I can’t even describe how happy I am to have found this post as I too have been looking far and wide after a device able to embed the audio extracted back to ARC on HDMI input to be pushed back to the Sonos Arc’s HDMI output. Finally something useful!

 

I’m just curious on how it works for you and how you’ve hooked it all up as I’m not completely satisfied with the information found in the data sheet. The sheet states that you can achieve ARC signal on the device’s HDMI input by connecting the optical/coaxial out of your tv on the device’s output side. And then of course connecting the Arc or Beam to the device’s HDMI input would push back the audio signal to the soundbar. But, to gain higher audio quality one would ideally like to split a high quality HDMI signal and feed one to the projector for video and the other to the ARC01. So, as you have tried the device, is it really able to extract audio from a full HDMI signal, connected on the output side, and embed it as ARC on the input side, enabling dd+ for example?

 

If this is how you have it set up, can I also ask what kind of splitter you use for the source? Curious if it is sufficient to stack the ARC01 after a simple HDMI 1:2 splitter or if one should go for the HDfury AVR-key. Or something like that.

 

Thank you for obviously being a google guru!

Userlevel 1
Badge

@Ryan S 

 

What is the recomended distance between the Arc and the TV, I read different statements. The website states 10cm, I've read 15cm on this forum.

Also, would 45cm of the ground (on top of cabinet and under TV be too low for the Sonos Arc?

I have dreamt of a home theatre system for years. I had saved up and was ready.  My local audio dealer had always recommended one brand, and I thought that was what he was going to sell me.  Instead, he said that a Sonos PlayBar with a subwoofer would be best for my use. 

When I got the units home, I set it up, and the audio was not being passed correctly. I have a Dish receiver and a Sony XBR TV. I ended up pay for their techs to come out and look, and they determined that the TV KDL-40XBR was not transmitting the audio to the Sonos.  I ended up buying a new Sony XBR55-A8G that was not in my planned budget.

The techs installed the new TV and a new Optical Cable, just to be sure. I thought everything was going to be perfect.  Nope, there is a Lip Sync issue.  I made the adjustments via the app. It still was noticeable. I started reading the forums, and it appears that Sony and LG both suffer the same result from Sonos products.  Now, I have my wife asking me why I would buy something that does not work right.

I saw the announcement for the Sonos ARC coming out soon, and I said to my wife that maybe I could sell the Sonos PlayBar that is only 90 days or so old and get the ARC that will work correctly. I went into the forums today, and it seems that the Beam that uses ARC technology doesn’t work much better.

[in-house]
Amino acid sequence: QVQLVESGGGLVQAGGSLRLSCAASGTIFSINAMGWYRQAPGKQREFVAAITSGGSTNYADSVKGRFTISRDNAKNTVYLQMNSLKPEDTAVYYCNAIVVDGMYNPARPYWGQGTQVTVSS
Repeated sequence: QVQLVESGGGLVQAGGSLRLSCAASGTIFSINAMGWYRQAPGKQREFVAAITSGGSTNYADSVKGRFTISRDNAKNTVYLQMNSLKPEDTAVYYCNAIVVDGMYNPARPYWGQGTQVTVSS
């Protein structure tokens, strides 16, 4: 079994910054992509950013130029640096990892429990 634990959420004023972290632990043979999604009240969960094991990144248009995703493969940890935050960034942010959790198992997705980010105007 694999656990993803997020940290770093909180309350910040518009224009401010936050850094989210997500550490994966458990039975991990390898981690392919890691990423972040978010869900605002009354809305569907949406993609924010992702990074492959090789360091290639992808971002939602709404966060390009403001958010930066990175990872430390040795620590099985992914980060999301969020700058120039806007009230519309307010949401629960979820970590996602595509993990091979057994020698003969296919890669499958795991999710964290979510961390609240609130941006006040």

Bottom line, Sonos is selling a product that it has direct knowledge that it is not compatible with certain significant brands of TV. Shouldn’t they be advertising this? Aren’t they deceiving the public? I am a senior citizen and on a pension. Should that matter. What about my daughter when she was in University. Money is tight for many people. Is Sonos taking advantage of us? Should there be a Class Action suit against Sonos?  I hate being this way. I like their concept, but they lied by omission, and their dealer, in this case, is just as guilty. Is this a question for the state attorney general?

Userlevel 7
Badge +26

  

@Ryan S

 

What is the recomended distance between the Arc and the TV, I read different statements. The website states 10cm, I've read 15cm on this forum.

Also, would 45cm of the ground (on top of cabinet and under TV be too low for the Sonos Arc?

@Rck010, from our product guide which will be going up closer to the launch of Arc:

Place on a credenza:

• Place horizontally on a stable and level surface at least 2" (50mm) away from the TV.

• Leave 5.5" (140mm) of open space around the sides and above Arc.

Trueplay tuning for the Arc is also designed to include height adjustment, which will help make sure that your sound is optimized for the placement.

 

@RFGroup, sorry to hear about that trouble! We’ve found that if there’s a lip sync issue, it’s often because either some audio processing that the TV is applying to the audio before sending it to the attached audio device, or the TV is using most of its resources on processing the high definition video that it sends the audio after handing that work, which can be noticeably slow. Usually this will be an issue for just about any soundbar connected with the TV, as the Sonos device is playing the audio as soon as it gets there. To fix this, there are some suggestions here: https://support.sonos.com/s/article/3336 

If there’s no way to prevent the TV from adding a delay, you can look into wiring your speaker directly to the source, or use an HDMI switch with an audio output for Sonos. Some of these TV manufacturers have put out updates that help with the lip sync issues, but not for all of the TVs.